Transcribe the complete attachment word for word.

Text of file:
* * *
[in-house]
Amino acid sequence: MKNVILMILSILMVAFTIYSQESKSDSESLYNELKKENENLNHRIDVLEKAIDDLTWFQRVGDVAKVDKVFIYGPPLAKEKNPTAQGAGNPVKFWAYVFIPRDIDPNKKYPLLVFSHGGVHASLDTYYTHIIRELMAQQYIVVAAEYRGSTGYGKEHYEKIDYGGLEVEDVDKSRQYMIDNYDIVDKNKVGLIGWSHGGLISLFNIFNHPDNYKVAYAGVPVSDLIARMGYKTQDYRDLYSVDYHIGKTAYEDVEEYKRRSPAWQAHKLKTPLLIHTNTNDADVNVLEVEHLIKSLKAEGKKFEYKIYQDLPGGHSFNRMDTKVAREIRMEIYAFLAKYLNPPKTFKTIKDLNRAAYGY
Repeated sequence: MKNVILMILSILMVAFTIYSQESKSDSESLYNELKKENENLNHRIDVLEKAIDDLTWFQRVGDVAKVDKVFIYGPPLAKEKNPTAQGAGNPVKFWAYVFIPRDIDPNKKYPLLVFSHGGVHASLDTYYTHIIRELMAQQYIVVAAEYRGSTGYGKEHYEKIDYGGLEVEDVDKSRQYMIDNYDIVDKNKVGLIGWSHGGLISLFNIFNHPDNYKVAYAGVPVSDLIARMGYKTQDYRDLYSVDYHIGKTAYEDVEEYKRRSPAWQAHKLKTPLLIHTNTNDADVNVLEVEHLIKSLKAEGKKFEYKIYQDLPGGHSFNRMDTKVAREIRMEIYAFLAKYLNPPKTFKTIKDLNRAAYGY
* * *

[in-house]
Amino acid sequence: MKNVILMILSILMVAFTIYSQESKSDSESLYNELKKENENLNHRIDVLEKAIDDLTWFQRVGDVAKVDKVFIYGPPLAKEKNPTAQGAGNPVKFWAYVFIPRDIDPNKKYPLLVFSHGGVHASLDTYYTHIIRELMAQQYIVVAAEYRGSTGYGKEHYEKIDYGGLEVEDVDKSRQYMIDNYDIVDKNKVGLIGWSHGGLISLFNIFNHPDNYKVAYAGVPVSDLIARMGYKTQDYRDLYSVDYHIGKTAYEDVEEYKRRSPAWQAHKLKTPLLIHTNTNDADVNVLEVEHLIKSLKAEGKKFEYKIYQDLPGGHSFNRMDTKVAREIRMEIYAFLAKYLNPPKTFKTIKDLNRAAYGY
Repeated sequence: MKNVILMILSILMVAFTIYSQESKSDSESLYNELKKENENLNHRIDVLEKAIDDLTWFQRVGDVAKVDKVFIYGPPLAKEKNPTAQGAGNPVKFWAYVFIPRDIDPNKKYPLLVFSHGGVHASLDTYYTHIIRELMAQQYIVVAAEYRGSTGYGKEHYEKIDYGGLEVEDVDKSRQYMIDNYDIVDKNKVGLIGWSHGGLISLFNIFNHPDNYKVAYAGVPVSDLIARMGYKTQDYRDLYSVDYHIGKTAYEDVEEYKRRSPAWQAHKLKTPLLIHTNTNDADVNVLEVEHLIKSLKAEGKKFEYKIYQDLPGGHSFNRMDTKVAREIRMEIYAFLAKYLNPPKTFKTIKDLNRAAYGY